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How Children Learn
Child and Adolescent Psychology
Dr. Jeanne Henry
March 16, 2009
Sigmund Freud divided development into distinct stages, the first of which he categorized as the oral stage, which continued throughout the first eight months of a child’s life. It was characterized by the child’s dependence on oral stimuli and gratification, as evinced by feeding and oral exploration of new objects, and reflected the desire for immediate gratification which Freud saw as represented by the Id, the basic and uncontrolled desire of all humans which is controlled by the Ego in later stages of development.
This control is seen to become apparent in the next stage, the anal phase, which lasts until around the age of two, and demonstrates the way in which the child learns to balance his own desire for
gratification, as demonstrated by defecation, with the wishes of others (the parents’ and hence society’s insistence that defecation only takes place at appropriate times and in an appropriate environment).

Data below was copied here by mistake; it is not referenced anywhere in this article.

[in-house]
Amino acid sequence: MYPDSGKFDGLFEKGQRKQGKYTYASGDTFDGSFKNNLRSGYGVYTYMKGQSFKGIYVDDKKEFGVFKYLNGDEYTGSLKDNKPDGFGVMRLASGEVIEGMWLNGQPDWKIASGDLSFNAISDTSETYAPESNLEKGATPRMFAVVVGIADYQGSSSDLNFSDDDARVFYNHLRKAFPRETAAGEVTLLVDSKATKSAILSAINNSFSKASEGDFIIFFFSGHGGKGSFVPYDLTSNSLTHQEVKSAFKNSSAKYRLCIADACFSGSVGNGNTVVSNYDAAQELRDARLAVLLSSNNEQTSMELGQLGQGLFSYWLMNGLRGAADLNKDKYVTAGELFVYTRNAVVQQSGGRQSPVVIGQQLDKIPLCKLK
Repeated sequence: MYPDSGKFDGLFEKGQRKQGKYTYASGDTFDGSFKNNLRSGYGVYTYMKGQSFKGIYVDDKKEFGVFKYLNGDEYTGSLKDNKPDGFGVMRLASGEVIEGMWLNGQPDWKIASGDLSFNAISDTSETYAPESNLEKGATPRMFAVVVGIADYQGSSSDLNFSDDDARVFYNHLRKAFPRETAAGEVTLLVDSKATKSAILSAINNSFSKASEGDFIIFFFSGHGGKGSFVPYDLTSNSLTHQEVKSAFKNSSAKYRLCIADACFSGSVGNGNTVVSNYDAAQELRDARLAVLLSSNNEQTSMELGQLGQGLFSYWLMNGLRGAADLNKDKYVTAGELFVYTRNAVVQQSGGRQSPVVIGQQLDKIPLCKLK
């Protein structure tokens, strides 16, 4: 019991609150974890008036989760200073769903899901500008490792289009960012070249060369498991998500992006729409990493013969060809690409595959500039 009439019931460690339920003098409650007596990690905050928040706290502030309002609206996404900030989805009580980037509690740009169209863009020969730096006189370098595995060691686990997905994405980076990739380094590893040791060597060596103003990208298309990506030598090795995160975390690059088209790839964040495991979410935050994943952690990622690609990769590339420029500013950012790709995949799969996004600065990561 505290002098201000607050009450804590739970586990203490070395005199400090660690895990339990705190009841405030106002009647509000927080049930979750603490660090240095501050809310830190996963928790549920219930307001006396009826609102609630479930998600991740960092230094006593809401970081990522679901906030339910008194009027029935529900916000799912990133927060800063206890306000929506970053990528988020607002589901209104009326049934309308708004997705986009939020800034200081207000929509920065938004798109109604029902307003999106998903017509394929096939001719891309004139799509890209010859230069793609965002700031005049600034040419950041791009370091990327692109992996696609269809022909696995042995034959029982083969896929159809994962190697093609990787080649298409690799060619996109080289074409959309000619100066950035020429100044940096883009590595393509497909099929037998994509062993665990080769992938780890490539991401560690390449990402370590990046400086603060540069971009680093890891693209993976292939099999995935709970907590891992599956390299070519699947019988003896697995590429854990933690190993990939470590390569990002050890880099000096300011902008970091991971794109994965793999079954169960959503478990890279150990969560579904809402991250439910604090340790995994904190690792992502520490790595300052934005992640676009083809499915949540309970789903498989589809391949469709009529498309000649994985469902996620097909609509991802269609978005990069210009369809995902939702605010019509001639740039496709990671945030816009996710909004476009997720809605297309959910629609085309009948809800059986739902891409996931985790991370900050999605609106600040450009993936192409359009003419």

In the third or phallic stage, the child’s focus of attention shifts from the anal to the genital region, as evinced by overt sexual behavior such as masturbation. Freud saw this phase as characterized by the manifestation of the Oedipus and Electra complexes, in which the child demonstrated envy of the same-sex parent.
From six years old until puberty, the child remains in the latent stage of development, whereby sexuality is of far less importance than the assimilation of cultural and social values and the learning of socially acceptable behavior. The ego, by which the child learned to delay gratification in order to interact more acceptably with his immediate environment, is further refined to develop the superego, which acts as the control over social behavior.
From puberty until the age of eighteen, the period covered by adolescence, Freud considered the child to be in the genital phase, which...